As we wrap up the semester, or in my case, as the semester wraps me up, (clearly struggling with a loss of control here) it is interesting to think of how my perspective as a writer and consultant has changed. It’s interesting how, after all of the texts, the theories, the peer discussions that have led to my evolution as a consultant, that the first image of my pedagogy (weird that I legitimately have one now) leads me back to the original Stephen North article, “The Idea of a Writing Center.” Once more the opening paragraphs to his theory, later irreverently dismissed by what I can only perceive to be an increasing disillusionment (man I loathe that second article), illustrates an image of writing as a lonely and frustrating struggle. I realize now, that for many students, writing is a task done in solitude where no conversation, no negotiation occurs—where support lies mostly in an MLA handbook (if they have one). It is from this notion of writing of that I found my pedagogy. I feel that consulting in the writing center is my opportunity to support writers, to draw the writer out of the solitude of their process and engage in a negotiation.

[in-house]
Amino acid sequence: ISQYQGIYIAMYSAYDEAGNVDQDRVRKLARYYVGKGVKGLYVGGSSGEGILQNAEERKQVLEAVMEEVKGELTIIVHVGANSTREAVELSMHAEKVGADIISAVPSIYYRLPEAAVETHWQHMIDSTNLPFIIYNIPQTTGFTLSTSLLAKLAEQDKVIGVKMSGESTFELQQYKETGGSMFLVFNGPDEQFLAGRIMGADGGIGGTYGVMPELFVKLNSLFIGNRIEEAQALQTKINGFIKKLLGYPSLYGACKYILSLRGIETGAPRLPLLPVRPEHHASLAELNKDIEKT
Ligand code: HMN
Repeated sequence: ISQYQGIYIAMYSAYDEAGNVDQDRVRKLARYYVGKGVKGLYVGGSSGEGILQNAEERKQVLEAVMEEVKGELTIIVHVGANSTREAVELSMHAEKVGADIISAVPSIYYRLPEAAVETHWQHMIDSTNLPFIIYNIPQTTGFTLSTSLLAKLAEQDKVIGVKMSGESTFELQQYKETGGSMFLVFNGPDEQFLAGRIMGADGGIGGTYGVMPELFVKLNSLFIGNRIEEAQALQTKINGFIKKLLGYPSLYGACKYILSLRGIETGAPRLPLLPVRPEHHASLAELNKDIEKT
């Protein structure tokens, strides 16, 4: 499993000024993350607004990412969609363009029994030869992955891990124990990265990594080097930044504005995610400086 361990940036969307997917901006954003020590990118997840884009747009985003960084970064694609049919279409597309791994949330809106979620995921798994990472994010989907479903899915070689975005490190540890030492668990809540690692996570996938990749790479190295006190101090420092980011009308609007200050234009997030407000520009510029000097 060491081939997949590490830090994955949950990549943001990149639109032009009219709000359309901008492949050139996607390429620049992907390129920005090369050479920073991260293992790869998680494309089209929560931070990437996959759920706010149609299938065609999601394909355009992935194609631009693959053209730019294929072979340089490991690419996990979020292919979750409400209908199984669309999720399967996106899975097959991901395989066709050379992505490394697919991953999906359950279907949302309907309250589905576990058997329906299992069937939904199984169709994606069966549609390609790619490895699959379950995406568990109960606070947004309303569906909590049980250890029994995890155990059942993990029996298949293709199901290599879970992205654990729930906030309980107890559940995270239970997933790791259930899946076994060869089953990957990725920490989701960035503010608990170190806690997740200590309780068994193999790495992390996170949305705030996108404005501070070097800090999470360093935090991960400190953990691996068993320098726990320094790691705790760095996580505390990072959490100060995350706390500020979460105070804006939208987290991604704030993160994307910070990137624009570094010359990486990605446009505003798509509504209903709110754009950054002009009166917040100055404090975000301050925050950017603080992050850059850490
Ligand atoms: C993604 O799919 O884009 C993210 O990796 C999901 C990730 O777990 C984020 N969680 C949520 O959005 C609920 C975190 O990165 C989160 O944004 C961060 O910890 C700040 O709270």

I am reminded of Andrea Lunsford’s article, “Collaboration, Control, and the Idea of a Writing Center.” Lunsford argues that a center (which can clearly apply on a more personal level as an individual consultant) should place “control, power, and authority not in the tutor or staff, not in the individual student, but in the negotiating group.” It has been interesting to see how imperative it is to understand the dynamics of group work, to be a consultant who is, as Lunsford suggests, “[…] building a theory of how groups work; not only in understanding and valuing collaboration but in confronting squarely the issues of control that successful collaboration inevitably raises; not only in reaching consensus but in valuing dissensus and diversity.” I am really trying, now, to be a consultant who is aware of the implications of my position as a tutor, and the potential control and authority that I can unconsciously mandate. With this awareness, I feel that I am best able to disengage from a position of authority and connect on a more intimate level with a student. Something this whole writing center business has really made we want to do.
While I admit I was once intrigued by the prostitute-consultant analogy, not by what Scott Russell had to say about it but by some of the id...